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Celtic Christianity : The Character of St. Brigid & Virgin Mary in “The Mists of Avalon” by Bradley, Marion Zimmer. New York: Ballantine, 1982.

Druidism vs Christianity , Morgaine vs Gwenhwyfar… their confrontation is employed by Bradley as a glimpse of certain Celtic Chrisitanity origins… let us read more about this religious subjects… (Quotations from Dina Huang © 2002 - All rights reserved.)

Through the feminine voice of her character Morgaine, Marion Zimmer Bradley retells the story of King Arthur, presenting readers a new voice in the fate of a pagan religion, Druidism.

In her brilliant work, The Mists of Avalon, the two female characters, Morgaine and Gwenhwyfar, portrayed with vivid personality, present the compelling confrontation between Christianity and Druidism through their confused sisterhood.

Bradley differentiates Druidism from Christianity by comparing Morgaine and Gwenhwyfar, examining the complicated ideal of cultural difference. And by exploring the complicated power struggle between men and women, Bradley concludes that Druidism has not been absorbed into Christianity completely, but remained in another form of incarnation.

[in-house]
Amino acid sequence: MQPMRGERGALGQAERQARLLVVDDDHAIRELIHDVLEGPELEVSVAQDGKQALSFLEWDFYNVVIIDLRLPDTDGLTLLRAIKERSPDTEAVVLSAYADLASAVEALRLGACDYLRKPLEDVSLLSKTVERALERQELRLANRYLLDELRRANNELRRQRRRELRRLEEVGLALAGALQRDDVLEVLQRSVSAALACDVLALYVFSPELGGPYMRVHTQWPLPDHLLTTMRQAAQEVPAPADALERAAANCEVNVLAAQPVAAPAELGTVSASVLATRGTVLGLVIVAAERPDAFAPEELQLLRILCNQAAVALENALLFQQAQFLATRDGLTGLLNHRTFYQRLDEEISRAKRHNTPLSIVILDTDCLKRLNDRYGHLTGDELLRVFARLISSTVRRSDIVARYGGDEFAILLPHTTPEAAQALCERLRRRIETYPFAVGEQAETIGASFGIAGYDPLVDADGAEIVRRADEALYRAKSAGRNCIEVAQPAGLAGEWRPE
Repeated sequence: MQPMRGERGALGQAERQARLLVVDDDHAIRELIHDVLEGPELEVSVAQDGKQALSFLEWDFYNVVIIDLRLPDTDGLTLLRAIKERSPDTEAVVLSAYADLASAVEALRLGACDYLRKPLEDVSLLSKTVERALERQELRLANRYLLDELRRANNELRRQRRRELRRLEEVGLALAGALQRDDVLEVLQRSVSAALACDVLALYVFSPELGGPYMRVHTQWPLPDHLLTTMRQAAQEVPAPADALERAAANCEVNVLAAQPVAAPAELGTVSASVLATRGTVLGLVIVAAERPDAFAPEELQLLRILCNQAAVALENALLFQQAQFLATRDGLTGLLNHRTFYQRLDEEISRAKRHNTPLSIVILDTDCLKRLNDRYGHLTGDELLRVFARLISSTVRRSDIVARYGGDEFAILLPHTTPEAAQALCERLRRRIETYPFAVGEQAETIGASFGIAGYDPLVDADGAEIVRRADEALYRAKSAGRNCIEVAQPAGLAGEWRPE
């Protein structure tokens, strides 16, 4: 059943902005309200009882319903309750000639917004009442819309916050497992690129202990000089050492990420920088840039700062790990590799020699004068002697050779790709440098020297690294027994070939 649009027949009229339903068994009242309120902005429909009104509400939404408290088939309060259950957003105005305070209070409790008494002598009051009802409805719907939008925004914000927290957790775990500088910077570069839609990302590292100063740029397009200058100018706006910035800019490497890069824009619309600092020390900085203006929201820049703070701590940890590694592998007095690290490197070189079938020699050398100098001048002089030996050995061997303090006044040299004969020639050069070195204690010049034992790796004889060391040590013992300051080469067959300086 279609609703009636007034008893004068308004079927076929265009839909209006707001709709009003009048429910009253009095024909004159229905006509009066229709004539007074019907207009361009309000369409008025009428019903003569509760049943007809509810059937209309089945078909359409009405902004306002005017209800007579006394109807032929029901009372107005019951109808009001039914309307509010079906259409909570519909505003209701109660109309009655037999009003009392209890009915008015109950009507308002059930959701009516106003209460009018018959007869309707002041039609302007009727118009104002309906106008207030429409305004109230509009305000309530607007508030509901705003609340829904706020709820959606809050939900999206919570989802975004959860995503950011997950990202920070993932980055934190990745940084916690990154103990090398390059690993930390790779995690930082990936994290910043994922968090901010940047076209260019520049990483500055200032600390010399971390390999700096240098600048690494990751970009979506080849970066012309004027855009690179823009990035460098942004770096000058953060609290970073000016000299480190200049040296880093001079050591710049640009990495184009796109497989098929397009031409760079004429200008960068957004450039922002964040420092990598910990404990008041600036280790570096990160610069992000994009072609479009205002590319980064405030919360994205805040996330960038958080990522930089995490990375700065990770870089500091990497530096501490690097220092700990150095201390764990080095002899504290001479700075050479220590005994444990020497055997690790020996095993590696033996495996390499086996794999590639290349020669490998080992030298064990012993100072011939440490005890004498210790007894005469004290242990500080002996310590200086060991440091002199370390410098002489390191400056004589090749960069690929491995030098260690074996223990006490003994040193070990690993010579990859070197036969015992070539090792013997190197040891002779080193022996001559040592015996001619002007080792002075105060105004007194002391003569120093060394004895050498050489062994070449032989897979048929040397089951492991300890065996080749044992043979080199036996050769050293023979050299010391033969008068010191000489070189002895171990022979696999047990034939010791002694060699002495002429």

Druidism, as one of the pagan religions, is the leading power of the Land of Avalon. In the book Mists of Avalon, Druidism, a pagan religion, fades away as the priests and bishops come to power. The cultural ideal encourages women to free themselves from patriarchal morals and restrictions. The religion symbolizes the feminine power that had been repressed in the Christian world. It is also considered as the Goddess religion.

Bradley’s character Gwenhwyfar is the perfect image of a Christian woman.

By her attachment to some male family member, she surrenders to patriarchal restrictions. As a daughter, her father gives her away in marriage to Arthur. In fact, se was given as an extra with a gift of horses.